The outstanding economic performance of Singapore and the other Asian "tiger economies" (Hong Kong, Korea, and Taiwan) during the past five decades has attracted a great deal of attention from researchers and policy-makers around the world. One way to gain insights into the performance of these economies is to decompose their growth into the contribution of productive factors (capital and labour) and the increase in total factor productivity (TFP). This makes it possible to capture the growth in combined productivity of production inputs and the contribution of unobservable factors.
Early studies of the sources of economic growth in "tiger economies" revealed shocking information about the East Asian growth model: TFP growth was found to be unusually low in comparison with output growth which was remarkably high. This paradox is particularly striking in the case of Singapore, where TFP growth was marginal even though output growth was well above 8 per cent in the periods under study (Table 1).
Young (1995) concludes that whereas "the growth of output [...] in the newly industrialized countries is virtually unprecedented, the growth of TFP in these economies is not". Kim and Lau (1994) argued that "the hypothesis that there has been no technical progress during the postwar period cannot be rejected for the four East Asian newly industrialized countries". Based on these results, Krugman (1994) adopts a bluntly pessimistic view of the East Asian growth model. He compares the growth patterns in these economies with those of the Soviet Union, which also achieved outstanding growth through rapid input accumulation for an extended period prior to a period of economic stagnation and its eventual collapse in 1991, and projected: "from the perspective of the year 2010, current projections of Asian supremacy extrapolated from recent trends may well look almost as silly as 1960vintage forecasts of Soviet industrial supremacy did from the perspective of the Brezhnev years." (Krugman 1994, p. 78).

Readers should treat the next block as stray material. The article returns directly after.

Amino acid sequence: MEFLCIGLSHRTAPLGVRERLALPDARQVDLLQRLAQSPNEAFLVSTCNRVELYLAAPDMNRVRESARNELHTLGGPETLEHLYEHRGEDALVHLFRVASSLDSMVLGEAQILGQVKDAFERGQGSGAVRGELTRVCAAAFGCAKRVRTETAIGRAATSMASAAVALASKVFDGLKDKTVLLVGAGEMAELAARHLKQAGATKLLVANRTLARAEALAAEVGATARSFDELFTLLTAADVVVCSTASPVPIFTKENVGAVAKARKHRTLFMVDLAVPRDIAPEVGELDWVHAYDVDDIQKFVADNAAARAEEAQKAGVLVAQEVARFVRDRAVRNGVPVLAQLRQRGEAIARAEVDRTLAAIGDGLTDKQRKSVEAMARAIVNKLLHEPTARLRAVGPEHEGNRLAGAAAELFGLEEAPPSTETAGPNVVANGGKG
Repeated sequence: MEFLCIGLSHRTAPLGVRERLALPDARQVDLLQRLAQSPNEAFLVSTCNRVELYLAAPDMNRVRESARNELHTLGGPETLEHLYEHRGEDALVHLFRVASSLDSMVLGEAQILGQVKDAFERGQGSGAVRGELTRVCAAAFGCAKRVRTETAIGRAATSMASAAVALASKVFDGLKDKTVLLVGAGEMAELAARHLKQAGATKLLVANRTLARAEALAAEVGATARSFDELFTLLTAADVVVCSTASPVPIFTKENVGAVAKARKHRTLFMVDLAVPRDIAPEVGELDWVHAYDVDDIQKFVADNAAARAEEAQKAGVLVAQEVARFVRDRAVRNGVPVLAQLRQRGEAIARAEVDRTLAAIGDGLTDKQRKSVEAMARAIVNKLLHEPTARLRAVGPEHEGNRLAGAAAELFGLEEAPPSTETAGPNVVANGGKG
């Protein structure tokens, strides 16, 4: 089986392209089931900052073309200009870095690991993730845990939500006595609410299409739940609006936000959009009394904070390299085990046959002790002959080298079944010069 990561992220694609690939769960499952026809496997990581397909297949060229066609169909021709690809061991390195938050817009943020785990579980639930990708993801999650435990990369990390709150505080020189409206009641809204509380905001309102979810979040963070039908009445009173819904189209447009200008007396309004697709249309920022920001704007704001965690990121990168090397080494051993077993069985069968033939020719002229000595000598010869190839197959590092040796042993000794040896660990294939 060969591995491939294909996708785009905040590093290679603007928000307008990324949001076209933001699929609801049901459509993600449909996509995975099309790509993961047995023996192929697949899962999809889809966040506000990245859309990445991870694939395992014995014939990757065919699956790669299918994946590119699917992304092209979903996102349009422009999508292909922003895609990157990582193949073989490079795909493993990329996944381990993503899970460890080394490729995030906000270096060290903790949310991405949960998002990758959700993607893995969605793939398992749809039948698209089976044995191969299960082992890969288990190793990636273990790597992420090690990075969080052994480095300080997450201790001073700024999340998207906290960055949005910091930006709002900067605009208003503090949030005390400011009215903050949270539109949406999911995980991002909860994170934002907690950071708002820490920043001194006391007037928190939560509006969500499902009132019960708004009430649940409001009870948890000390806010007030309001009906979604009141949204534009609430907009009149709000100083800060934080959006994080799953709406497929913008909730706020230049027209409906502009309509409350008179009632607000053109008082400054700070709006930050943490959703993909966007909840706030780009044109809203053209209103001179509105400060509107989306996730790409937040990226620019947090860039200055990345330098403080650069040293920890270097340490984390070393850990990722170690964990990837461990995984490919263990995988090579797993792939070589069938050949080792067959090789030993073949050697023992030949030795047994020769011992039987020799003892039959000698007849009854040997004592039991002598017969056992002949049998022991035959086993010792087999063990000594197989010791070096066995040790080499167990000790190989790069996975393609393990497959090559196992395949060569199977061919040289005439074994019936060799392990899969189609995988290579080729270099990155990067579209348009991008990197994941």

Interestingly, in 2010, Singapore's GDP growth peaked at 14.8 per cent, having achieved among its best single-year performance figures from the past four decades. Although Krugman's projection has turned out incorrect, it calls for a better understanding of the pattern of Singapore's growth in the past and the challenges that Singapore in facing to maintain its high performance in the future. This study aims to perform these tasks, and towards that end, this paper will proceed and follows: Section II highlights the salient features of Singapore's economic growth since 1965 and the challenges the country is facing in sustaining its high performance. Section HI introduces the framework used to decompose Singapore's sources of GDP and average labour productivity (ALP) growth. Section IV presents the results achieved along with relevant insights. Section V discusses policy issues and recommendations.
II. Singapore's Economic Growth, 1965-2010: Salient Features and Challenges Ahead
II.I Salient Features
Singapore's economic growth from 1965 to 2010 can be broadly understood by dividing that timespan into four shorter periods: 1965-1980, 1980-90, 1990-2000, and 2000-10 (Figure 1). The first two periods, 1965-80 and 1980-90, were characterized by government efforts to use exportled industrialization and rapid capital accumulation to promote quantitative growth. In the first period (1965-80), the government's main policy objectives were to promote growth by attracting foreign direct investment (FDI), create jobs and expand productive capacity (Peebles and Wilson 1996). During this period, Singapore achieved rapid growth. However, its economy was also affected by the worldwide recession of 197475, which had been caused by the 1973 oil crisis. Singapore's growth in the second period (198090) was shaped by government policies launched in the late 1970s and early 1980s to restructure the industry by focusing on high-tech manufacturing and high value-added services. …